A hard-won labor deal designed to keep the financially-strapped American Airlines out of bankruptcy is in jeopardy. Labor unions are considering new votes on a package of concessions after learning that top executives were to receive bonuses and extra pension benefits.
Last week, the future looked brighter for American Airlines, which has lost more than $5 billion over the last two years. Labor unions representing pilots, flight attendants and ground workers approved deep wage cuts and other concessions totaling $1.8 billion as a last-ditch effort to keep the carrier out of bankruptcy. Stock of the airline's parent company (AMR) shot up 25 percent on the news.
Now, the deal appears to be falling apart. Shortly after the union voted, reports surfaced that American Airlines had approved pay bonuses and pension protection plans for its top executives. The company said the perks were designed to keep executives from leaving the company during what is expected to be a painful reorganization process in the carrier's quest for profitability.
But union leaders are outraged, and have pledged new votes on the concessions package for ground workers and flight attendants. Pilots are expected to follow suit.
American Airlines Chief Operating Officer Donald Carty has been working feverishly to control the damage and salvage the original concessions deal.
"I made a mistake. And, of course, it was a big one," he said. "Because I failed to fully communicate about the details [of the executives' program] in advance, I inadvertently created a perception that there was something improper [taking place]."
But union leaders say they no longer trust management. In a taped message to rank-and-file members, the head of the flight attendants' union, John Ward, said American Airlines has acted improperly.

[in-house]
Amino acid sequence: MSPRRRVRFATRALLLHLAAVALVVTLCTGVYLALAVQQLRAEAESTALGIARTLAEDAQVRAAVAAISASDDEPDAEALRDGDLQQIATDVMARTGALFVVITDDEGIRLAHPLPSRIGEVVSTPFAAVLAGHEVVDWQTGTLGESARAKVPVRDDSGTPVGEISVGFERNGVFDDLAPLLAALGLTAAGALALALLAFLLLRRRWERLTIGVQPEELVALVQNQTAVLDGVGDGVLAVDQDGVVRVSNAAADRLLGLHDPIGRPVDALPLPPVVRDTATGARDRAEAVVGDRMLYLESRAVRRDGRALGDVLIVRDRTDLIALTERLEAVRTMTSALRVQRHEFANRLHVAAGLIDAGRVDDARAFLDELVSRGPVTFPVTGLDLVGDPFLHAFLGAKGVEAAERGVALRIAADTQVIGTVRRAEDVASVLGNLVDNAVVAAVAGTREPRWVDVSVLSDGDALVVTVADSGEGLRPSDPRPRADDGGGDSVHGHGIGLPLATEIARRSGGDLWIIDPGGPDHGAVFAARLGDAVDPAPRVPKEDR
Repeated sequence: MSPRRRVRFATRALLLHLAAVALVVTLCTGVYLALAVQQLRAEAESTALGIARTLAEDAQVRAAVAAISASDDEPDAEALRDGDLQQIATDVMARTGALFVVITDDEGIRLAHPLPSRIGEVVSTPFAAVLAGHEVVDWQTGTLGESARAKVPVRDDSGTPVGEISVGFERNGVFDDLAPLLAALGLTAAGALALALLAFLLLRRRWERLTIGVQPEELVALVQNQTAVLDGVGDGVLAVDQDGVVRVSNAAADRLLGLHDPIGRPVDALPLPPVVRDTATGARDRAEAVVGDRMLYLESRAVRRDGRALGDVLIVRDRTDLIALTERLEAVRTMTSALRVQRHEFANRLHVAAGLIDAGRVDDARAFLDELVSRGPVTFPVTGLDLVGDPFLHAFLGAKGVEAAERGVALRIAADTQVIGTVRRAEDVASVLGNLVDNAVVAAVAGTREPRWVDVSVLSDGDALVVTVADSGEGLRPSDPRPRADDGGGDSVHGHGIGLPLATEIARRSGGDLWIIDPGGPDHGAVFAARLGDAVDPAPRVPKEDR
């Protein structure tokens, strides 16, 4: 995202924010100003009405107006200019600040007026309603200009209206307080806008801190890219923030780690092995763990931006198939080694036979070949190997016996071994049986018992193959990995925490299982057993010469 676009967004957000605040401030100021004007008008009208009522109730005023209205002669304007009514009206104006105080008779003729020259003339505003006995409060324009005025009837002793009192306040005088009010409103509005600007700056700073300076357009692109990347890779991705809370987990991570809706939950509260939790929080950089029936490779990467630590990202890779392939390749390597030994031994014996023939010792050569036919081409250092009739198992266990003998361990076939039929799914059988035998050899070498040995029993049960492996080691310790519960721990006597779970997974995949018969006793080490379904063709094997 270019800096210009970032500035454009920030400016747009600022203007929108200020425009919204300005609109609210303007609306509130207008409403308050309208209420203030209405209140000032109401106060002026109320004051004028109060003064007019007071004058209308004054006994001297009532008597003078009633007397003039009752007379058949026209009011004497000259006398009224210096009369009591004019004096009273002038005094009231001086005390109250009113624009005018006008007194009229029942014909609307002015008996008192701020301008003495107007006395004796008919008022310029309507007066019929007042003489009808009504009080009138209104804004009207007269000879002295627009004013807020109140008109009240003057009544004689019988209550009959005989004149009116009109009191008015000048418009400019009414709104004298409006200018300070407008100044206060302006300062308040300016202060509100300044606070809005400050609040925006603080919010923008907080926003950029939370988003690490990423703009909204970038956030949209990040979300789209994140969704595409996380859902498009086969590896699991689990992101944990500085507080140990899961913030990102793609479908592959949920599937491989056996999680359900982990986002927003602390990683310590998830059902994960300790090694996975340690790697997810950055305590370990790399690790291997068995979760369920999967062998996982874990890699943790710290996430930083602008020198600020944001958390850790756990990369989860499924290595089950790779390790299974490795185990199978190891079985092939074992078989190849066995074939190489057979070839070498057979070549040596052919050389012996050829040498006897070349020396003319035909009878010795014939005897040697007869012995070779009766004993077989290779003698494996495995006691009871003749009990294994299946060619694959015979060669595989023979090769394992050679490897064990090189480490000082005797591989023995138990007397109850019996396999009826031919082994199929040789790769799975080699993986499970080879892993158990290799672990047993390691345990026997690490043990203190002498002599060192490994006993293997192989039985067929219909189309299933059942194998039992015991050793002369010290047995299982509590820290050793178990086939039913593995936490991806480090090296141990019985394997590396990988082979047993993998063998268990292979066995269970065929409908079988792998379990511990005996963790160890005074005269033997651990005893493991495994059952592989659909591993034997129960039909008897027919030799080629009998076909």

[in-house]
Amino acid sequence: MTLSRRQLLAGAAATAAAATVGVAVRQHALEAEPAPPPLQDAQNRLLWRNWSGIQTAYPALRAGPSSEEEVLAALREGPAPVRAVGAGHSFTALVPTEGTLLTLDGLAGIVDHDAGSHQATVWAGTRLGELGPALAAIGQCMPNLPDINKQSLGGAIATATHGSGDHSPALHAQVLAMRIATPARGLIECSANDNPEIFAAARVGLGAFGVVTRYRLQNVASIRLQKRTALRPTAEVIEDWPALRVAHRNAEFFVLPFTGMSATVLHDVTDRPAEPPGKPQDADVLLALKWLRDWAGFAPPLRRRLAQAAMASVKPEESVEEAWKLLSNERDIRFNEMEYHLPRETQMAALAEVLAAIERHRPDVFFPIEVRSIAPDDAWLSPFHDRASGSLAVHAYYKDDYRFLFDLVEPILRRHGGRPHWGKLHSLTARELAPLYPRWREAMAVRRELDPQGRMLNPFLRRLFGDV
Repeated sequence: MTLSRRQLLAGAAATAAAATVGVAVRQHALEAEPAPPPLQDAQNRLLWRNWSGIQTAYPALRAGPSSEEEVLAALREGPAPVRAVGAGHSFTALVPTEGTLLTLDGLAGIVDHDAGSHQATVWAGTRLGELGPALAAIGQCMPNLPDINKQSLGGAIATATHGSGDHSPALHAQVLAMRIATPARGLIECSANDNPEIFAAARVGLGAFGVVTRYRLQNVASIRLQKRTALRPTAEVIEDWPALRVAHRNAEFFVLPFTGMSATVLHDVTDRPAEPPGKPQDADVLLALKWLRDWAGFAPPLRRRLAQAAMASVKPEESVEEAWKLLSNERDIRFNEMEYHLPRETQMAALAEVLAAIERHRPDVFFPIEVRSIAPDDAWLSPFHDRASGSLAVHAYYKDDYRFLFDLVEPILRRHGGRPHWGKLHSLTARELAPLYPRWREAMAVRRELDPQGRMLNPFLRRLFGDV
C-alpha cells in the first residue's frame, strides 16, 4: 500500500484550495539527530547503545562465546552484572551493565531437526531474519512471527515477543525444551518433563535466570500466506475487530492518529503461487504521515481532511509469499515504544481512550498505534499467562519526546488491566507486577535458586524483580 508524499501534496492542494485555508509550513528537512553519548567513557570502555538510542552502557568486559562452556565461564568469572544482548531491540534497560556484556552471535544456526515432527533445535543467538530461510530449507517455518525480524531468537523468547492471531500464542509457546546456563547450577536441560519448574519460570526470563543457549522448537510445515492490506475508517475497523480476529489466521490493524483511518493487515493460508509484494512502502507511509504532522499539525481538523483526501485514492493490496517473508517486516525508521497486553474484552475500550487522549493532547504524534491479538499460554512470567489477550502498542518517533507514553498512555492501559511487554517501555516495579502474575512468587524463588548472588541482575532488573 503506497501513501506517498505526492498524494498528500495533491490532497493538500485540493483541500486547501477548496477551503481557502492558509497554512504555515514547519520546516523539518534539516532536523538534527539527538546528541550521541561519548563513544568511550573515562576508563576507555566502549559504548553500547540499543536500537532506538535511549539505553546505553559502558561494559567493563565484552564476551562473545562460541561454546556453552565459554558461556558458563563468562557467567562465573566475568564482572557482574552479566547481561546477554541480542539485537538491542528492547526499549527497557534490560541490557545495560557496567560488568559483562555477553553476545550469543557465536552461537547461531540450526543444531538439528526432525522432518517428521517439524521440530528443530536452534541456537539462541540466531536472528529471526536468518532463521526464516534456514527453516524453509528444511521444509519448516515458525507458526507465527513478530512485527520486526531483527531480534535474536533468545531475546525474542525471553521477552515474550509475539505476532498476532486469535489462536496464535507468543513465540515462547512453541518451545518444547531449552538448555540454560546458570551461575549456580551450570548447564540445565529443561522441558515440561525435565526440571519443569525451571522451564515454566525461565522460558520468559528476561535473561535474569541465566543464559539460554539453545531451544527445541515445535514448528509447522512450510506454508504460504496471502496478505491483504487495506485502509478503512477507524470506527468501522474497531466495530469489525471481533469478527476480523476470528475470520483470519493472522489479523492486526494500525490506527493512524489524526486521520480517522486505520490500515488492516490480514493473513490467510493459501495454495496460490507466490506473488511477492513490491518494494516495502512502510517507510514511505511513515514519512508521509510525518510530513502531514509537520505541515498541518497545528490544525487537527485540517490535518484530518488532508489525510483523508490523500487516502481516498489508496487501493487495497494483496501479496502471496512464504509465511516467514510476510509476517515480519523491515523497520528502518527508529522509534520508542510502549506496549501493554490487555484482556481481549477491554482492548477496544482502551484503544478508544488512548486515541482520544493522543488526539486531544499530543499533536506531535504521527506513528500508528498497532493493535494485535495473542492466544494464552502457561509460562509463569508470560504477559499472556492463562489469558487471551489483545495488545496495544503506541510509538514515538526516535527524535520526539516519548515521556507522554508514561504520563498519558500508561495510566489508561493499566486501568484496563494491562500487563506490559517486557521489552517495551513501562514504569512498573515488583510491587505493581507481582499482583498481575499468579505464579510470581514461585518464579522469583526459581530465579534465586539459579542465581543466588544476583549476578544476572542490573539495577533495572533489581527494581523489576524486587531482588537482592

"Carty's apology does not change the fact that by withholding information about these bonuses and pension trusts it committed a material breach of its obligation to disclose all relevant information to us," he said. "Because of this material breach, we still intend to commence with the re-balloting of the [union] membership."
Headquartered in Dallas, Texas, American Airlines operates throughout much of the United States as well as internationally. The company is the biggest single employer in Miami, Florida, one of the carrier's main hubs. Miami-based flight attendant Chris Lewis says, whatever faith he once had in the company has been shattered.
"Who knows if they [top executives] would ever have come clean about this if they had not been caught? That is what has a lot of flight attendants concerned," he said.
American Airlines says, if forced to declared bankruptcy, the resulting job losses and pay cuts would be even more severe than those mandated by the original concessions package. The carrier says it has no choice to reduce its operating expenses, either through negotiated agreement with unions or through a massive reorganization stemming from bankruptcy.